One of the biggest difficulties when it comes to recording acoustic instruments is the presence of ambient noise/background noise. If your recording space isn’t as controllable as you’d like it to be, then you’ll definitely want to learn how to record acoustic guitar without background noise.
If you think learning how to record acoustic guitar without background noise is impossible, then you’ll want to think again! If you’re using the right type of microphone, it’s easy to record acoustic guitar with background noise. I’m talking about dynamic (moving-coil) microphones, of course! We’ll even consider implementing another option further in the article, so you definitely won’t want to miss out on that!
- Eliminate background noise by using dynamic (moving-coil) microphones to record acoustic guitar
- The AKG P5 S is the best/most affordable microphone to record acoustic guitar without background noise
- Eliminate background noise by using magnetic pickups to record acoustic guitar
- The Seymour Duncan Woody is the best/most affordable pickup to record acoustic guitar without background noise
- Other ways to eliminate background noise while recording acoustic guitar
- How I personally record acoustic guitar without background noise
Eliminate background noise by using dynamic (moving-coil) microphones to record acoustic guitar
If you’ve been using any other type of microphone (condenser and/or ribbon), you’ve most likely been having difficulty recording acoustic guitar without background noise. It’s not the fault of the microphone, but rather the result of recording in less than adequate recording environments.
I’m talking about your bedroom/apartment or even outside.
Does that mean it’s impossible to record in these locations?
The difference with dynamic (moving-coil) microphones is that they’re MUCH less sensitive and the polar pattern is unidirectional. Dynamic (ribbon) microphones are bi-directional by nature and condenser microphones could be either one (even omnidirectional at times).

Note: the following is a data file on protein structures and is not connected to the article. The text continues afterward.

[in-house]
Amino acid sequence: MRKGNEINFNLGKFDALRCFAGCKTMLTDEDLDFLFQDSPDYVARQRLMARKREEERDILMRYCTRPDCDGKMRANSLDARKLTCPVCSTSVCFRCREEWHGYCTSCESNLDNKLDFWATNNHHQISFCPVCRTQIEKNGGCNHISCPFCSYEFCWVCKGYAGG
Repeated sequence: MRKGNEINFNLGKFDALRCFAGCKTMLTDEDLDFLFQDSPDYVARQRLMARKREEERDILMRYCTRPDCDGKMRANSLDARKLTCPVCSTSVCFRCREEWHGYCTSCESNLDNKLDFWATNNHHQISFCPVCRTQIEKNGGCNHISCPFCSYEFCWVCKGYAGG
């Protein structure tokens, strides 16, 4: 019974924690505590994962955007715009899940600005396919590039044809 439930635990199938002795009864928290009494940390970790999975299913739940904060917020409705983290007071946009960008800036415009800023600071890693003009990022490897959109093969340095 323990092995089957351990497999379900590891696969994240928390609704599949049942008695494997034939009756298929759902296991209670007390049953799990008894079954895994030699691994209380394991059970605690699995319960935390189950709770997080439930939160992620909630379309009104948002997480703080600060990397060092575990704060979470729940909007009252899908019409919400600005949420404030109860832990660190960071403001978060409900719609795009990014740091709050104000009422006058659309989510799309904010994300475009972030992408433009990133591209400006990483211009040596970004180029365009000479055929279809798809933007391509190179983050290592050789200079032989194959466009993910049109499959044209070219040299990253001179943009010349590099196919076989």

Either way, it’s much easier to get professional results with moving-coil microphones.
Are there any disadvantages to using this type of microphone though?
Well, it really depends on the specific microphone you’re working with. However, it’s generally understood that the transient response and the frequency response will suffer.
The difference is that you’ll be placing your dynamic (moving-coil) microphone in close proximity to your acoustic guitar. That means that the transient response won’t suffer as much, but you’ll be prone to things like the proximity effect (more bass).
Certain moving-coil microphones are also limited in their frequency range.
For example, the Shure SM57 goes from 40 Hz – 16,000 Hz.
That’s why I don’t recommend that specific microphone for recording acoustic guitar. You’ll be losing some of that “sparkling” high-end and it won’t sound as “big”. However, that doesn’t mean that there isn’t something better out there!
The AKG P5 S is the best/most affordable microphone to record acoustic guitar without background noise
The microphone I personally use to record acoustic guitar without background noise is the AKG P5 S. It’s not spoken of very often, but I believe to have found something that’s better than both the Shure SM57/SM58.
Why is it better?
- More affordable
- On/Off switch
- Extended frequency response (40 Hz – 20,000 Hz)
- Supercardioid polar pattern
For the purposes of recording acoustic guitar without background noise, you’ll want to take note of the extended frequency response and the supercardioid polar pattern. The supercardioid polar pattern provides even more isolation than the cardioid polar pattern (like the SM57).
That means that the microphone will pick up even less background noise.
However, there’s no compromise because you’ll still benefit from the acoustic guitar’s full frequency spectrum which is usually only achievable with condenser microphones. Ribbon microphones are still pretty dark, so they’re not ideal.
Think of the AKG P5 S as the perfect middle ground!
It’s perfect for your bedroom/apartment studio and I’ve even used it outside with great success. It’s also ideal for stage-use whether it’d be for acoustic guitar, vocals, etc…
Just remember that these microphones were designed to be placed VERY close to the sound source.
The closer, the better!
Eliminate background noise by using magnetic pickups to record acoustic guitar
One of the options few have considered is to simply use magnetic pickups designed for acoustic guitars. Just keep in mind that these will only work with steel string acoustic guitars (you’ll need to look into piezo pickups if you’re using nylon strings).
Some of them require you to modify your guitar and others don’t.